Furthermore, the Pitchei Teshuva (CM 232:1) posits that if extenuating circumstances forced the buyer to use the flawed object, he retains the right to back out later. In our case, it is unreasonable to expect Shimon, who already paid for a car and did not have the money returned to buy another, to not use the car. In a case like this, where Reuven permits Shimon to use the car even though he knows Shimon still wants bitul mekach, the Galia Massechet should agree (the analysis of this point is long). He clearly does not mean to be mochel and he clearly is not stealing by using it.
But there is a counter indication. By the time the question reached beit din, there no longer were grounds for mekach ta’ut, as the air conditioner was fixed. Still, this does not make a difference for the following reason. When there is mekach ta’ut without mechila, the sale had never been valid (see Galia Massechet ibid.). Therefore, since there is no agreement or kinyan after the air conditioning was fixed, Shimon does not have to go through with such a cancelled agreement, whatever his reasons are.
Despite the above, we believe that Shimon cannot back out. The Shulchan Aruch (CM 232:5) says that a flaw that can be readily fixed does not nullify a sale; rather, the seller has the right to pay for it to be fixed. The Rama (ad loc.) elaborates on this distinction, but his language creates some confusion. He says that the seller can stave off bitul mekach when the flaw is not in the sales item’s “physical essence” and the item does not lose its normal name. An example in which the seller cannot demand to fix a house is a when it has an insecure wall. Although one could argue the point, we posit that a car that has an air conditioner, just that it needs fixing, is one that the seller has a right to fix in a timely fashion (elaboration is beyond our present scope).
Zimun for a Sephardi, an Ashkenazi, and a KatanI am Ashkenazi. I was eating with a Sephardi and a katan (under bar mitzva). Were we supposed to do a zimun?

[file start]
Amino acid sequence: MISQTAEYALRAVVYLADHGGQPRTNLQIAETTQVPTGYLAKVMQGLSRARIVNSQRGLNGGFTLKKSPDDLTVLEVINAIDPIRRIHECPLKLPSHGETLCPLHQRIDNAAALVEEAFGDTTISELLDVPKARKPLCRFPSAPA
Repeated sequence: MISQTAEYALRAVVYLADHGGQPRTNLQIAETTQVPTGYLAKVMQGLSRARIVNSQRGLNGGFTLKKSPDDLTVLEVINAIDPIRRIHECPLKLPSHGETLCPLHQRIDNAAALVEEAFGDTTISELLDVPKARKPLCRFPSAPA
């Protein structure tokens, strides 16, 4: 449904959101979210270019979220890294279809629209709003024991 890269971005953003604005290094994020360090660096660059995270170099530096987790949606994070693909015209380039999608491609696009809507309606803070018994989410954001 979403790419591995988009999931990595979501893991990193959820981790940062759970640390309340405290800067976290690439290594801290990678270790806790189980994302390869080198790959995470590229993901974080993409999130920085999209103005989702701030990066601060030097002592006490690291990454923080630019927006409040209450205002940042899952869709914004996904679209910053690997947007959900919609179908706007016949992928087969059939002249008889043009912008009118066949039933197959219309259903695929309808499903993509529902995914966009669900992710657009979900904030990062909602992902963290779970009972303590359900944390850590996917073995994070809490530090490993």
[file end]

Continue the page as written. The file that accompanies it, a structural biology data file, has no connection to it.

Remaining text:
We start with the only source I found on the topic, which provides practical (intuitively logical) guidance without explanation. Then we will provide the background and critique the ruling. V’zot Haberacha (p. 132), basing himself on communication with Rav Auerbach, Rav Eliyahu, and Rav Scheinberg, gives the following compromise. Zimun can be done, led only by the Sephardi. If there are nine and a katan, the Ashkenazi should answer the zimun without Hashem’s Name.
The gemara (Berachot 48a) accepts Rav Nachman’s opinion that a child counts toward zimun if he knows to whom we bentch. So rule the Rif, Rambam (Berachot 5:7), and Shulchan Aruch (Orach Chayim 199:10), whether for a zimun of three or of ten. (Only one of the quorum can be a katan – Mishna Berura 199:25). You seem aware that this is the minhag among Sephardim. On the hand, the Rosh (Berachot 7:20) cites and accepts the implication of the Yerushalmi that only youngsters with two pubic hairs (the sign of basic physical maturity) count toward zimun; the Rama (OC 199:10) and Ashkenazi practice accept the Rosh. Indeed, then, we have a conflict between minhagim. In a mixed group, whose minhag should “win out”?
One thing to investigate is: how important is each side’s ruling to them? According to the Sephardi ruling, is there an obligation to do zimun or is it only optional? There is an opinion in the gemara (Berachot 45) that there is an optional zimun when two eat together. However, I did not find any indication in the poskim that a zimun including a child is deficient in any way. Therefore, the indications are that the Sephardi member of the group should feel a need to do zimun, for when a zimun is called for, it is forbidden to bentch without it (Shulchan Aruch, OC 193:1).
Is it forbidden (i.e., for an Ashkenazi) to do zimun which is not required? From the discussion of an optional zimun for two, we see that according to the opinion that it is not optional (which we accept), it is forbidden. What is problematic about a zimun’s words? The Shita Mekubetzet (Berachot 45b) says that even a zimun of three is a mini davar shebekedusha (something that requires ten), making it forbidden without its (reduced) quorum even without uttering Hashem’s Name. The Pnei Yehoshua (Berachot 45b) says that it is a disgrace to call out to a single counterpart to praise Hashem, as it is not sufficiently significant.
Is it better to err on the side of recitation or omission? Note that the stronger indications are that a katan counts for a zimun. The implication of the Mordechai (Berachot 172) and Rama (Darchei Moshe, OC 199:4) is that we refrain from zimun in order to be on the safe side. Thus, out of doubt, one would not do a zimun. So how can the poskim we cited expect an Ashkenazi to risk an improper zimun in order to afford his Sephardi friend a “less important” opportunity?